The central bank is likely to keep key interest rates unchanged at this year’s first quarterly board meeting on Thursday, as the nation has yet to fully recover its economic momentum, based on current economic indicators, economists said yesterday.
The central bank is expected to keep its policy rates unchanged for the third straight board meeting, with the rediscount rate at 1.875 percent, the collateralized loan rate at 2.25 percent and the unsecured loan rate at 4.125 percent.
“Generally, the market consensus is that the bank will not change key interest rates at the board meeting this week,” Tony Phoo (符銘財), a Taipei-based economist at Standard Chartered Bank, said by telephone.
Although the global economy has bottomed out, external demand remained weak in the first two months and it was no time to be raising policy rates, Phoo said.
However, the central bank would also be keeping in mind inflation, in light of the recent rise in crude oil prices, and this would be the other factor affecting the central bank’s decision, he said.
The bank would be more likely to hold rates unchanged until annual growth in consumer prices really did show signs of inflation, Phoo said.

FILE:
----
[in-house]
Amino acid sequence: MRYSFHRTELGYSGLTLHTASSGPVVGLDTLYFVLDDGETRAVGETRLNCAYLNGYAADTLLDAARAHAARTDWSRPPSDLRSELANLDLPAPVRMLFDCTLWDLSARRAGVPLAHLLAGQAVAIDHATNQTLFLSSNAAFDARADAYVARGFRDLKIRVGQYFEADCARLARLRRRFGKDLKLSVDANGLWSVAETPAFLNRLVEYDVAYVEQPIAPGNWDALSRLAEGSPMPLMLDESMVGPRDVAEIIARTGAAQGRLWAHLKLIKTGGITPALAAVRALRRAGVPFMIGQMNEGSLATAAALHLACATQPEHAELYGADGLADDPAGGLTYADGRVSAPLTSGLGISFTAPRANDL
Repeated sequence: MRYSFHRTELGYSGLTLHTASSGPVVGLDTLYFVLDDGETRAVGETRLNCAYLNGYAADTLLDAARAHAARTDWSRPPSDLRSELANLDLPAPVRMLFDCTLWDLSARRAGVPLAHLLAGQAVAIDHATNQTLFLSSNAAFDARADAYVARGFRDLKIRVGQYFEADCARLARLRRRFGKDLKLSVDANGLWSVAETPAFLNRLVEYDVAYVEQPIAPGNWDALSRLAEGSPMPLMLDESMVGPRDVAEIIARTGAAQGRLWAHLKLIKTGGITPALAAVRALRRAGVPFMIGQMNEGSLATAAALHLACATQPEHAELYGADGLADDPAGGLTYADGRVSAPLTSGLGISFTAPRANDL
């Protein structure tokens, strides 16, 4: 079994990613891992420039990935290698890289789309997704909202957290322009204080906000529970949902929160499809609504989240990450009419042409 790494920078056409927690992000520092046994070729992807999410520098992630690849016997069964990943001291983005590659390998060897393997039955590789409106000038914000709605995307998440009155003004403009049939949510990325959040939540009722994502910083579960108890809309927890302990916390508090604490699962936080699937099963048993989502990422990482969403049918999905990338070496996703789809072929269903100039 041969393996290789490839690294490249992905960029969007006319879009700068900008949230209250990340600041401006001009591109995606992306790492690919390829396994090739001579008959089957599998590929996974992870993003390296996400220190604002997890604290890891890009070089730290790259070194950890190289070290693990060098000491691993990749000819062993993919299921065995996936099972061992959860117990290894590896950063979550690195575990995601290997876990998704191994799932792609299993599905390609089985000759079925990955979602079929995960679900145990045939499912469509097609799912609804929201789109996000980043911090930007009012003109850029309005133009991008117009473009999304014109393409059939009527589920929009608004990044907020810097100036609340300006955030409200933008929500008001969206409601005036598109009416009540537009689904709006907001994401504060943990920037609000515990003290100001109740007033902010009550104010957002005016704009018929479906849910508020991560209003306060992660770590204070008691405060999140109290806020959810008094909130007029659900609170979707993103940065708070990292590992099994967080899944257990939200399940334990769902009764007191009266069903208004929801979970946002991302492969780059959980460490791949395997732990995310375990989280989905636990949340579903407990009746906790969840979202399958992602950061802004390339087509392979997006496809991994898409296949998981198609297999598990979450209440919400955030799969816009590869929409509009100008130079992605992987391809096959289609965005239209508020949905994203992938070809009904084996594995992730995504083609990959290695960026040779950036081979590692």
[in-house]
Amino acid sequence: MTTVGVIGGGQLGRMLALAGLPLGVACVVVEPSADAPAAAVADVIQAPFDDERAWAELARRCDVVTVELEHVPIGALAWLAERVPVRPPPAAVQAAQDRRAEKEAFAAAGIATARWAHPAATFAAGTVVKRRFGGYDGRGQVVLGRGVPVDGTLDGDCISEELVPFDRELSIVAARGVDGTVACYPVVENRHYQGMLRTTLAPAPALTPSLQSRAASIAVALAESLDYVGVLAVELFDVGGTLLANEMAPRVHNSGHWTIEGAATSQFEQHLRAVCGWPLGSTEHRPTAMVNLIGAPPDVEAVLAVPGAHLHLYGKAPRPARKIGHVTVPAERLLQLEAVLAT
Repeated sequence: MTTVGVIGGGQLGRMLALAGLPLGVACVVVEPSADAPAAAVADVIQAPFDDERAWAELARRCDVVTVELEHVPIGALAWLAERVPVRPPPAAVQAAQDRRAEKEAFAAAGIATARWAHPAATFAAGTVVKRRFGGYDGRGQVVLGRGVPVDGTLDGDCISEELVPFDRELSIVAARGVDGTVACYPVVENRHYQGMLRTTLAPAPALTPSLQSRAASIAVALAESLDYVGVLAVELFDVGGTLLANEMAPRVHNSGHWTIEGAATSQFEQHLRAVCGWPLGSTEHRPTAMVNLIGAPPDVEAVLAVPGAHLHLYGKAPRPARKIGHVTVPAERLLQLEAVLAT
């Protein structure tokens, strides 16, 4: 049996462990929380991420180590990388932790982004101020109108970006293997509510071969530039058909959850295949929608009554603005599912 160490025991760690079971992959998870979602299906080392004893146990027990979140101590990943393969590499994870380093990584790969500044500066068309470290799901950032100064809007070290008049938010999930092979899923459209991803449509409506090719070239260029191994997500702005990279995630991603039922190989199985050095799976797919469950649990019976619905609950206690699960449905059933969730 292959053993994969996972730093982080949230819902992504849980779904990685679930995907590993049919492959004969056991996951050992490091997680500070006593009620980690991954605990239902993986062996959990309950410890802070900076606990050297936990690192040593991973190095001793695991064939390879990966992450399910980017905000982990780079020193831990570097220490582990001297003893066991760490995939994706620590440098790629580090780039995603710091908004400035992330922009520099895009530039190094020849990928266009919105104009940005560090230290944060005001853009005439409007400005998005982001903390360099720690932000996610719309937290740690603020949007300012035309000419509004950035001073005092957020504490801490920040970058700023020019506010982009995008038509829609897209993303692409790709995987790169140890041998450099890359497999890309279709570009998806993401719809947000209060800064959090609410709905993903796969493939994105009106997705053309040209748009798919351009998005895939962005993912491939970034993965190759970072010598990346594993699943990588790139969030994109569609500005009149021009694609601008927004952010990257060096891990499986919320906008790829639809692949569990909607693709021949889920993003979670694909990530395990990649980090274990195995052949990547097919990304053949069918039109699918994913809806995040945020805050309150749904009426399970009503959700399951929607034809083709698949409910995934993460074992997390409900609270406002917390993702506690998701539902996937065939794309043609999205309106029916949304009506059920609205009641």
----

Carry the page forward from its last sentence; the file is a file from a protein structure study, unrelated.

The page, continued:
He said Standard Chartered Bank expects the central bank to hold rates steady for the rest of the year, and perhaps raise rates in the first quarter of next year depending on the degree of recovery in the economy and sentiment.
Taiwan Research Institute (台灣綜合研究院) president Wu Tsai-yi (吳再益) shared Phoo’s views.
“Under current economic conditions, the central bank does not have much leeway in its interest rate policy,” Wu said.
Wu said Taiwan’s economy has yet to fully bottom out, with private investment continuing on a downtrend, and the central bank would not exacerbate matters by increasing rates.
Markets are waiting to see what measures the government takes to rationalize fuel and utility prices, and the effect this will have on consumer prices in the near term, but there is as yet no sign of inflation, Wu said. The bank will act prudently and take a long time to evaluate the situation before it raises rates, he added.
Meanwhile, the central bank is expected to continue the selective credit control measures that have been in force for more than a year to cool the housing market, said Cheng Cheng-mount (鄭貞茂), chief economist at Citigroup in Taipei.
“Although the measures have had a definite impact on property transactions, the central bank may leave them in place, since they have not driven down [urban] real-estate prices very much,” Cheng said.
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